Exactly, as I stated elsewhere "This article really needs to be careful in not reflecting a particular brand of anti-Arab propaganda which identifies the conflict as some kind of race-war between black Africans and non-native Arabs. This is false, since the Sudanese Arabs are native blacks as well, but are simply culturally arabized, though also mixed with Arabs to some extend (black and Arab are not mutually exclusive terms). This is a cultural conflict, not racial. So please, keep that shit out of here." FunkMonk (talk) 14:55, 6 January 2011 (UTC)[]


Due to the plethora of discussion about the racial identify this article is only reflecting one opinion, it thus is factually inaccurate. Arab is not a race see Arab. Until balance of opinion is written into this article the dispute tag is needed to warn readers. Darfurs Arabs are lingusitic Arabs not Arabs in the western sense of the word. Also there is a serious lack of any African sources and last time i checked Sudan was in Africa.--HalaTruth(ሐላቃህ) 09:42, 27 February 2007 (UTC)[]

I feel a need to chime in on this point. The conflict doesn't make any sense if one takes the "big picture" view as the "real" Arabs consider all Sudanese to be "blacks". However, the northern Sudanese of the riverine tribes have considered themselves "Arab" and Muslim, compared to the "black" and Christian/animist Southerners. (See First Sudanese Civil War and Second Sudanese Civil War.) The change in the Darfur conflict is that the fault line is "Arab"/"black", rather than Muslim/Christian. See Islamic Legion for an example of the influences that formed this split. This inability to accept that the Sudanese are having a deadly conflict over Arab/black identities when someone from, for example, Egypt, wouldn't consider any of them "Arab" results in the bizarre explanations that you find in some news reports. Unless you take as a given that the people of Darfur and neighboring region see this as an "Arab" v "African" issue, the conflict will never make the '''''''slightest''''''' bit of sense. - BanyanTree 06:39, 3 April 2007 (UTC)[]
I agree 100% with BanyanTree. Don't forget, Arabs outside Sudan do not constitute an ethnic group. The one thing that links them is their language. For example, the Arabic speakers of Tangiers, Algiers and Tunis are ethnically Berbers. Their ethnicity, customs, culture and history is rooted in Berber-Islam and have very few links to the traditions and culture of Arabia (Yemen, Oman, Saoudi-Arabia). Most people, including HalaTruth, have no problem calling these people Arabs.. The Arabs of Sudan are closer to those of Yemen and Oman (true Arab nations), than are those of the Maghreb or Greater Syria. The Arabs of Sudan, have a culture and way of live that is pure Arab. It is rooted in a bedouin and desert live that is as Arab as it gets. Because they have a slight darker complexion than other ´Arabs´ some people keep denying their Arabness, while they never deny it for the much lighter skinned ´Arabs´ of the Maghreb, for instance. Also, this conflict is not new. You can look up the history of the Arab Banu Hilal invasions and see how history is repeating itself.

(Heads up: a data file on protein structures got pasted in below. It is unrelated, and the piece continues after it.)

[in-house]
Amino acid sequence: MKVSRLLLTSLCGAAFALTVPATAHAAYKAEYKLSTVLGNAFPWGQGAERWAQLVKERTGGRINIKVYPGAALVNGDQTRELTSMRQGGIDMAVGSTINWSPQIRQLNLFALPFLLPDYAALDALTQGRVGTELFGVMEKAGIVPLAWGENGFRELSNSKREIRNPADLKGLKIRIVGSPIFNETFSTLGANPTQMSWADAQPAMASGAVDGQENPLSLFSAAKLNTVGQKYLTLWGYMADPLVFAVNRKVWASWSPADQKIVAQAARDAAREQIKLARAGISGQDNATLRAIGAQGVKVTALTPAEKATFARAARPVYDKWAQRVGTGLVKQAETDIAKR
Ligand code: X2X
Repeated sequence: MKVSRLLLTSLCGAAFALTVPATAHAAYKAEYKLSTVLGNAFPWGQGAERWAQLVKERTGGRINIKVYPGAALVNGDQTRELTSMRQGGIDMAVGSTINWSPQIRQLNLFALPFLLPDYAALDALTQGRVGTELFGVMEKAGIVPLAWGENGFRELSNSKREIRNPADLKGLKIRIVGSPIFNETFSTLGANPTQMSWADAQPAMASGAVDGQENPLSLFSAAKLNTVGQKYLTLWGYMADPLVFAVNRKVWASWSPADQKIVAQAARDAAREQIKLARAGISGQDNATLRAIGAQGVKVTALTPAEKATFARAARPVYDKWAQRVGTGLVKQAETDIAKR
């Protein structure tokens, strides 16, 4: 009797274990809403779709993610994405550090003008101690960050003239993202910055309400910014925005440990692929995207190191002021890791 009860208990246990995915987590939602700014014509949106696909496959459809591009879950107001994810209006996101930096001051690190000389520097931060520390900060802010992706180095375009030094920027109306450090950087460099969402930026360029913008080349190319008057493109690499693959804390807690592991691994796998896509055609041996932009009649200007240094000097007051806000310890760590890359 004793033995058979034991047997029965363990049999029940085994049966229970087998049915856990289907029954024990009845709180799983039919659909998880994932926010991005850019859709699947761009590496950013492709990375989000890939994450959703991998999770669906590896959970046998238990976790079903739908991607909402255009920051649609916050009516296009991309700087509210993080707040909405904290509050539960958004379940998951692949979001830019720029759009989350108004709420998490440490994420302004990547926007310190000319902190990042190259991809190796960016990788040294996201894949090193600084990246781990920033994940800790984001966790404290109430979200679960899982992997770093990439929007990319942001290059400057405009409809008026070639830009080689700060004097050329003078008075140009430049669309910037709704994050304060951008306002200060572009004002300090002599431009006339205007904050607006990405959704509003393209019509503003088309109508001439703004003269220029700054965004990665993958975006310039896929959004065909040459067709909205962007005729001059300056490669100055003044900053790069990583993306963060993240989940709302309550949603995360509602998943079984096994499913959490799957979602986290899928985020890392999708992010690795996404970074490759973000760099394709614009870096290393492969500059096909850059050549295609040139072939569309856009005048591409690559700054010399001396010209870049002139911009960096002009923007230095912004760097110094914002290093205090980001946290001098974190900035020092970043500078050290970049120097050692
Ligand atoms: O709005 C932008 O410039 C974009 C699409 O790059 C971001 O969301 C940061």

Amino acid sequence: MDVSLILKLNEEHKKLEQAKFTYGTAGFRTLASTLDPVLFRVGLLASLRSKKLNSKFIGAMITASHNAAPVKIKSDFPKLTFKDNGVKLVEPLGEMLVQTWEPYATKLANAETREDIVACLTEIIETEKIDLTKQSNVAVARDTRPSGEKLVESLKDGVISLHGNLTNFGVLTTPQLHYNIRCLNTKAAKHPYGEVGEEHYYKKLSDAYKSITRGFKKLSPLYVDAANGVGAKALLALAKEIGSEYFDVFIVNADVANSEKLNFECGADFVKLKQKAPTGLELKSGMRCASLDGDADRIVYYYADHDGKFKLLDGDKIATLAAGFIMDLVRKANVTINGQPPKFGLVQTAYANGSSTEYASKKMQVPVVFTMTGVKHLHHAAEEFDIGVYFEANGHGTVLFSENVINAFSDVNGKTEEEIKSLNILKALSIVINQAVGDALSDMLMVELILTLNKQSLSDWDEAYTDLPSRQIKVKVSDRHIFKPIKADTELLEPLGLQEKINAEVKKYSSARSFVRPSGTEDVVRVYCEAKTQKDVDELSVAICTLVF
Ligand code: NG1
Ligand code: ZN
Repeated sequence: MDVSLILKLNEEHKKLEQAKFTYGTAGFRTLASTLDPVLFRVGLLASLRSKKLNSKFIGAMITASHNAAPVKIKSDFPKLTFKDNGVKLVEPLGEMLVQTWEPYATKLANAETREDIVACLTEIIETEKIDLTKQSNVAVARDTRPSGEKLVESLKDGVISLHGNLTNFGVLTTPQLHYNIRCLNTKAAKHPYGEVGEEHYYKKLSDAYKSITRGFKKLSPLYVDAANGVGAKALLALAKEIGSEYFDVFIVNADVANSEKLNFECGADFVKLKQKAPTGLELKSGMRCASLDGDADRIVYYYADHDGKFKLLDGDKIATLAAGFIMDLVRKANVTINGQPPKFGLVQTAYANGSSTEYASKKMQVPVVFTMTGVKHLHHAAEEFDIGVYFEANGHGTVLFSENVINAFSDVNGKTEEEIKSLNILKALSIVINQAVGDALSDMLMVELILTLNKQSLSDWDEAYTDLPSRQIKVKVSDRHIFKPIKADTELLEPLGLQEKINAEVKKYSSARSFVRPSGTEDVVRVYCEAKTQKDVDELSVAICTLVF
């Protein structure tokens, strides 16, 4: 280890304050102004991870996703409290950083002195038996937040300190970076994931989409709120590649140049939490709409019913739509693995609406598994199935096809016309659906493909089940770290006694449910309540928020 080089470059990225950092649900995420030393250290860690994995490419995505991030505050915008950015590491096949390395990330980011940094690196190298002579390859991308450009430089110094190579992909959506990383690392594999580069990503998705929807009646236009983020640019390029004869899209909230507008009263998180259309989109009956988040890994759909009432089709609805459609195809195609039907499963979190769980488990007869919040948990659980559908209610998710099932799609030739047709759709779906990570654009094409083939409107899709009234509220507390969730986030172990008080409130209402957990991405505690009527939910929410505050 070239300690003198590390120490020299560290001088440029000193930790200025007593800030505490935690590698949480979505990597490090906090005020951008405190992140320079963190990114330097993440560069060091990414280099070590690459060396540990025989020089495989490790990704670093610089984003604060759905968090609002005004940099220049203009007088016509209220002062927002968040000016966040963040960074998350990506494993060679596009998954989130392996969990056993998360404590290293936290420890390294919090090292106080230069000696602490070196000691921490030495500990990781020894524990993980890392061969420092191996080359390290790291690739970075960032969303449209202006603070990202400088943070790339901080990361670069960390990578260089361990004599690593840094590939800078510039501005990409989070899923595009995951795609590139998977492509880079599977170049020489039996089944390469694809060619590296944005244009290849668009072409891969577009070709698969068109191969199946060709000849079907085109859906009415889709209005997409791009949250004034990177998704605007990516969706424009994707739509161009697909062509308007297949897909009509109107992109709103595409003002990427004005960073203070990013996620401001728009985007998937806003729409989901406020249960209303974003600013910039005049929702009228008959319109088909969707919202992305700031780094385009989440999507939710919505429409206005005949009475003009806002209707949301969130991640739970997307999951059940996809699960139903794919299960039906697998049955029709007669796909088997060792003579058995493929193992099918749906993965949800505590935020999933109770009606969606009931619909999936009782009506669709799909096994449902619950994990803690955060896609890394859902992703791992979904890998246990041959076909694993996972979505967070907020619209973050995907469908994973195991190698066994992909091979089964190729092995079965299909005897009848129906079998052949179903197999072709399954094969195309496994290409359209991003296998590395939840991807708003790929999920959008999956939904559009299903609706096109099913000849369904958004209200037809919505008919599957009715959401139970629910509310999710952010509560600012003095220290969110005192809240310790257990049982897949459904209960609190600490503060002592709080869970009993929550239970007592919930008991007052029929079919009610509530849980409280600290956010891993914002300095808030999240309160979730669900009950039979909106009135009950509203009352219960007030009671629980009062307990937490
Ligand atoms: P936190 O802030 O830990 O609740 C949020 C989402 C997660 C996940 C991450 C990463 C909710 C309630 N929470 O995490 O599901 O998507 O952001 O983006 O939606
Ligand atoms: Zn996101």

How do you pronounce Janjaweed?14:02, 18 April 2007 (UTC) ) Pretty much the way it's spelled. Both J's are pronounced as soft G's, and the A's are short. The first syllable is the same as the name John; the second is juh (jə); the third, whether spelled "wid" or "weed," is pronounced like the weed in your garden. Accent on the first syllable, secondary accent on the last syllable.

Self-contradiction: "Horse" etymology[edit]

So is the etymology established or unproven? That is all. - Gilgamesh 04:51, 1 May 2007 (UTC)[]

It seems to me that despite it's uncertain origins as to which dialect is the primary source (being a term of syncretic origins) janjaweed is absolutely 100% a term related specifically to raiders mounted on horses. VanTucky 05:12, 1 May 2007 (UTC)[]
Then someone knowledgeable on the issue should clarify the relevant sentences, and cite sources. - Gilgamesh 14:34, 1 May 2007 (UTC)[]

I think the nomenclature janjaweed militia, as used by is correct. 22:15, 27 September 2007 (UTC)[]

Who cares? The janjaweed are just a bunch of murderers anyway! —Preceding unsigned comment added by (talk) 03:43, 8 June 2008 (UTC)[]

Uwe Boll is apparently making a movie about Janjaweed[edit]

We're doomed. [1] —Preceding unsigned comment added by (talk) 23:08, 30 August 2009 (UTC)[]

darfur crisis[edit]

here i am writing my first view point of Dar fur crisis which contain a graet deal of suffering and bitterness specially of those who lack the fire of war and those who an instabiltity and the persueing of thr regim of sudan government.

we are always thinking and asking a bout the united nations role of this confillicts it took more than six years but till now no solutions for the region people .  —Preceding unsigned comment added by (talk) 08:46, 4 October 2009 (UTC)[] 

"mostly armed gunmen"[edit]

Is there such a thing as an unarmed gunman? J.M. Archer (talk) 16:56, 4 March 2010 (UTC)[]

I like this article. It also makes a point of mentioning "armed partisans." They are armed and they carry weapons. Yes they are. :) J.M. Archer (talk) 16:57, 4 March 2010 (UTC)[]

Instances of members of other ethnic groups in Janjaweed[edit]

I removed the statement regarding the accuracy of the UN definition of the Janjaweed, because it didn't contradict that information. There could be 100 more ethnic groups with members in the Janjaweed and it could still be true that the militia's core is principally constituted of members of the two ethnic groups stated. (talk) 15:37, 9 April 2014 (UTC)[]